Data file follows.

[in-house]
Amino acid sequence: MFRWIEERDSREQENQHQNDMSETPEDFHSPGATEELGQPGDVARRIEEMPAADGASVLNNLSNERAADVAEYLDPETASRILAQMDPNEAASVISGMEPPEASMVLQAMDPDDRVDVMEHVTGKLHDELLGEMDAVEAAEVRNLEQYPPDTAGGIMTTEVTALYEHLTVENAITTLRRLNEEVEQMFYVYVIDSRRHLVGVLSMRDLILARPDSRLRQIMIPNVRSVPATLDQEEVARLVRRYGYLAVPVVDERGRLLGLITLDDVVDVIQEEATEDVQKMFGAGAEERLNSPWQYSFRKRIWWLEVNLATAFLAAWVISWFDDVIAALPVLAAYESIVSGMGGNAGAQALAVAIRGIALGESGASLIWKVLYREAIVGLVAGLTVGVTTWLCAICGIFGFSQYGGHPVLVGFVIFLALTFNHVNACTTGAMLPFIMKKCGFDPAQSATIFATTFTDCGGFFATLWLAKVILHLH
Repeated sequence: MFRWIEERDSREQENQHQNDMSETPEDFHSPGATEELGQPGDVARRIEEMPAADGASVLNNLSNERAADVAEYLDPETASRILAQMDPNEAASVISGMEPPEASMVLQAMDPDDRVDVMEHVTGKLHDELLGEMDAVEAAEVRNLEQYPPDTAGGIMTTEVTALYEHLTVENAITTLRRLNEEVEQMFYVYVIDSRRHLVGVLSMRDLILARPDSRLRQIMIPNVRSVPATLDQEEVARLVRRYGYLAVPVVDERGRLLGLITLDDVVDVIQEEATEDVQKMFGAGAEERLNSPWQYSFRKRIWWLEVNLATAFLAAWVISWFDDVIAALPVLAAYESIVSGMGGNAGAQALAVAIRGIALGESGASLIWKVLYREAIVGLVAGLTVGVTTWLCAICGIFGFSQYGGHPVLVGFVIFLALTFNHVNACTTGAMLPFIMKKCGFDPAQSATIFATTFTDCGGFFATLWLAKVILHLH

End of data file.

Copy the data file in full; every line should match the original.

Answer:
[in-house]
Amino acid sequence: MFRWIEERDSREQENQHQNDMSETPEDFHSPGATEELGQPGDVARRIEEMPAADGASVLNNLSNERAADVAEYLDPETASRILAQMDPNEAASVISGMEPPEASMVLQAMDPDDRVDVMEHVTGKLHDELLGEMDAVEAAEVRNLEQYPPDTAGGIMTTEVTALYEHLTVENAITTLRRLNEEVEQMFYVYVIDSRRHLVGVLSMRDLILARPDSRLRQIMIPNVRSVPATLDQEEVARLVRRYGYLAVPVVDERGRLLGLITLDDVVDVIQEEATEDVQKMFGAGAEERLNSPWQYSFRKRIWWLEVNLATAFLAAWVISWFDDVIAALPVLAAYESIVSGMGGNAGAQALAVAIRGIALGESGASLIWKVLYREAIVGLVAGLTVGVTTWLCAICGIFGFSQYGGHPVLVGFVIFLALTFNHVNACTTGAMLPFIMKKCGFDPAQSATIFATTFTDCGGFFATLWLAKVILHLH
Repeated sequence: MFRWIEERDSREQENQHQNDMSETPEDFHSPGATEELGQPGDVARRIEEMPAADGASVLNNLSNERAADVAEYLDPETASRILAQMDPNEAASVISGMEPPEASMVLQAMDPDDRVDVMEHVTGKLHDELLGEMDAVEAAEVRNLEQYPPDTAGGIMTTEVTALYEHLTVENAITTLRRLNEEVEQMFYVYVIDSRRHLVGVLSMRDLILARPDSRLRQIMIPNVRSVPATLDQEEVARLVRRYGYLAVPVVDERGRLLGLITLDDVVDVIQEEATEDVQKMFGAGAEERLNSPWQYSFRKRIWWLEVNLATAFLAAWVISWFDDVIAALPVLAAYESIVSGMGGNAGAQALAVAIRGIALGESGASLIWKVLYREAIVGLVAGLTVGVTTWLCAICGIFGFSQYGGHPVLVGFVIFLALTFNHVNACTTGAMLPFIMKKCGFDPAQSATIFATTFTDCGGFFATLWLAKVILHLH